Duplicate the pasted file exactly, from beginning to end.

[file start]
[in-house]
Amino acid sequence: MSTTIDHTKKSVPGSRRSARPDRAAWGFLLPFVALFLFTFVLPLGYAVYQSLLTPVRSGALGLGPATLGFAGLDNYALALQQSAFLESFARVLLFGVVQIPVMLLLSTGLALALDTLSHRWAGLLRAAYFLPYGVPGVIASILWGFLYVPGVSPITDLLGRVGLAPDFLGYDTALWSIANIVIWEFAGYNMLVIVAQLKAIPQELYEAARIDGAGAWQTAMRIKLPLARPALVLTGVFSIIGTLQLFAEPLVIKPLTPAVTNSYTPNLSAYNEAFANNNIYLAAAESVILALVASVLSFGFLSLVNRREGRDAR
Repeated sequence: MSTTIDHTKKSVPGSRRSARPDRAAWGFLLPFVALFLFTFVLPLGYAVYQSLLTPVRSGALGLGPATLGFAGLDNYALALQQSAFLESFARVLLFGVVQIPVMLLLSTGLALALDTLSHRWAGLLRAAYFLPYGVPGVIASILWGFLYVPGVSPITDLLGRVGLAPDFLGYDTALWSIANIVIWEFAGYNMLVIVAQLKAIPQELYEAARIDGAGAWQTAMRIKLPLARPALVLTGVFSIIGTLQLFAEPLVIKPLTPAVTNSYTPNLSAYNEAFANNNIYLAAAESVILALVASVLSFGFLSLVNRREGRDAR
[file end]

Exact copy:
[in-house]
Amino acid sequence: MSTTIDHTKKSVPGSRRSARPDRAAWGFLLPFVALFLFTFVLPLGYAVYQSLLTPVRSGALGLGPATLGFAGLDNYALALQQSAFLESFARVLLFGVVQIPVMLLLSTGLALALDTLSHRWAGLLRAAYFLPYGVPGVIASILWGFLYVPGVSPITDLLGRVGLAPDFLGYDTALWSIANIVIWEFAGYNMLVIVAQLKAIPQELYEAARIDGAGAWQTAMRIKLPLARPALVLTGVFSIIGTLQLFAEPLVIKPLTPAVTNSYTPNLSAYNEAFANNNIYLAAAESVILALVASVLSFGFLSLVNRREGRDAR
Repeated sequence: MSTTIDHTKKSVPGSRRSARPDRAAWGFLLPFVALFLFTFVLPLGYAVYQSLLTPVRSGALGLGPATLGFAGLDNYALALQQSAFLESFARVLLFGVVQIPVMLLLSTGLALALDTLSHRWAGLLRAAYFLPYGVPGVIASILWGFLYVPGVSPITDLLGRVGLAPDFLGYDTALWSIANIVIWEFAGYNMLVIVAQLKAIPQELYEAARIDGAGAWQTAMRIKLPLARPALVLTGVFSIIGTLQLFAEPLVIKPLTPAVTNSYTPNLSAYNEAFANNNIYLAAAESVILALVASVLSFGFLSLVNRREGRDAR